Unified messaging provides variable access for e-mail, voice mail and fax communications. Unified messaging service allows messages to be retrieved via a phone call or Website access. E-mail can be heard over the telephone, voice messages can be read over e-mail or the Internet, and either message type can be forwarded to a fax machine. In addition, unified messaging allows users to set the appropriate priority on received messages. For example, messages received from an individual's boss or significant other can be configured to be heard or read before all remaining messages.
Cisco installs their unified messaging component (Cisco Unity) with the Microsoft Outlook e-mail client. This configuration offers speedy retrieval of e-mail, voice, and fax messages from the computer. With text-to-speech capability, all voice mail and e-mail messages can be heard over a telephone. In addition, having each message delivered and identified appropriately to one inbox, the end user can determine the number and type of messages received quickly. All fax, voice mail, and e-mail messages can then be saved in the personal folder space of Microsoft Outlook.
Some of the advantages of unified messaging are as follows:
- It is no longer mandatory to purchase fax machines, answering machines, and office budgets can be significantly reduced.
- Message notification and having a single access for all incoming messages saves time previously wasted from accessing
- and retrieving messages via paper with fax machines, via voice mail with telephones and via e-mail over the Internet.
- Messages can be retrieved from increasingly more locations over phones, wireless devices, or computer devices throughout the world (e.g., restaurants, hotels, and airports).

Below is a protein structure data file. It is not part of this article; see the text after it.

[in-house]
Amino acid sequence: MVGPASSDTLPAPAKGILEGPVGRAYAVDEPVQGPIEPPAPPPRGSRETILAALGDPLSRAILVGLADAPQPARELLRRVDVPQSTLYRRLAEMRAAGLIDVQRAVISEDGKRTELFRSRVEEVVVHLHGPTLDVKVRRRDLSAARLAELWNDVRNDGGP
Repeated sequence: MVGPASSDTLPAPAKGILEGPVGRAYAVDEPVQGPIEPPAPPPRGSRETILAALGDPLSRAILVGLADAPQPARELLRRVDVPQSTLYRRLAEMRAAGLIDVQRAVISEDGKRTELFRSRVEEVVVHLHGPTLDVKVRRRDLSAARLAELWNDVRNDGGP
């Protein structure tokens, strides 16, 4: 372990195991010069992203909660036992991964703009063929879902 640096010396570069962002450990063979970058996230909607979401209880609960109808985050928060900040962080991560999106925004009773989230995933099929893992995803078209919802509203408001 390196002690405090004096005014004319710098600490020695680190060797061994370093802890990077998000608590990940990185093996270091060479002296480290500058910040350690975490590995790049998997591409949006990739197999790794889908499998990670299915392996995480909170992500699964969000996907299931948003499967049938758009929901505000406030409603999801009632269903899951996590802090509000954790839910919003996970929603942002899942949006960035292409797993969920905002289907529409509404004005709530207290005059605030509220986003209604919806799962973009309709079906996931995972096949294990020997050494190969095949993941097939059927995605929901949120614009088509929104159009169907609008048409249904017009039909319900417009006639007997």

- Because of the ability to store messages electronically, the security of messages is increased when compared to the likelihood of losing or misplacing paper facsimiles.
- Notification via pager or other wireless devices increases the responsiveness to clients and coworkers attempts to contact an individual.
Unified messaging is a major benefit of VoIP and has become a prominent focal point for companies that use their IT infrastructures as a competitive advantage in today's business. The International Data Corporation (IDC) stated there were 1 million worldwide unified messaging users in 1999. Today, IDC estimates there will be 38 million unified messaging users worldwide in 2004. Recently, technological advancement has made it easier to integrate unified messaging into the existing company infrastructure. These advancements and the expansion of mobile workers in the industry necessitate the presence of unified messaging today and in the future.
Richard Parsons (CCIE#5719) is a Manager of Professional Services for Callisma Inc., a wholly owned subsidiary of SBC. He has built a solid foundation in networking concepts, advanced troubleshooting, and monitoring in areas such as optical, ATM, VoIP, routed, routing, and storage infrastructures. Rich resides in Atlanta GA, and is a graduate of Clemson University. His background includes senior and principal consulting positions at International Network Services, Lucent, and Callisma.
This was first published in November 2004